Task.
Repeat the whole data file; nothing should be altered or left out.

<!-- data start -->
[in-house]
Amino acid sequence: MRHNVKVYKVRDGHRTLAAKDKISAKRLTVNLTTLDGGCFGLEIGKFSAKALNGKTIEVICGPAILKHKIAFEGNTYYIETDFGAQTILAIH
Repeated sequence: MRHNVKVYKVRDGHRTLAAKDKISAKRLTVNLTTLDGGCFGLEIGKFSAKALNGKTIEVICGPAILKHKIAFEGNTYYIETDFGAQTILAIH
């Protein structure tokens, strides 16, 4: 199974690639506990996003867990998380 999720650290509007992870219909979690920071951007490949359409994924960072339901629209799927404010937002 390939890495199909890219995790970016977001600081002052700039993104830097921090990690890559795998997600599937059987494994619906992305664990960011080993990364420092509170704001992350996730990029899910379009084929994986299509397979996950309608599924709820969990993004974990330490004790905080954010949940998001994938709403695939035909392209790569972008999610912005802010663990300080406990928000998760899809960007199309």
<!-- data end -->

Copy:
[in-house]
Amino acid sequence: MRHNVKVYKVRDGHRTLAAKDKISAKRLTVNLTTLDGGCFGLEIGKFSAKALNGKTIEVICGPAILKHKIAFEGNTYYIETDFGAQTILAIH
Repeated sequence: MRHNVKVYKVRDGHRTLAAKDKISAKRLTVNLTTLDGGCFGLEIGKFSAKALNGKTIEVICGPAILKHKIAFEGNTYYIETDFGAQTILAIH
């Protein structure tokens, strides 16, 4: 199974690639506990996003867990998380 999720650290509007992870219909979690920071951007490949359409994924960072339901629209799927404010937002 390939890495199909890219995790970016977001600081002052700039993104830097921090990690890559795998997600599937059987494994619906992305664990960011080993990364420092509170704001992350996730990029899910379009084929994986299509397979996950309608599924709820969990993004974990330490004790905080954010949940998001994938709403695939035909392209790569972008999610912005802010663990300080406990928000998760899809960007199309």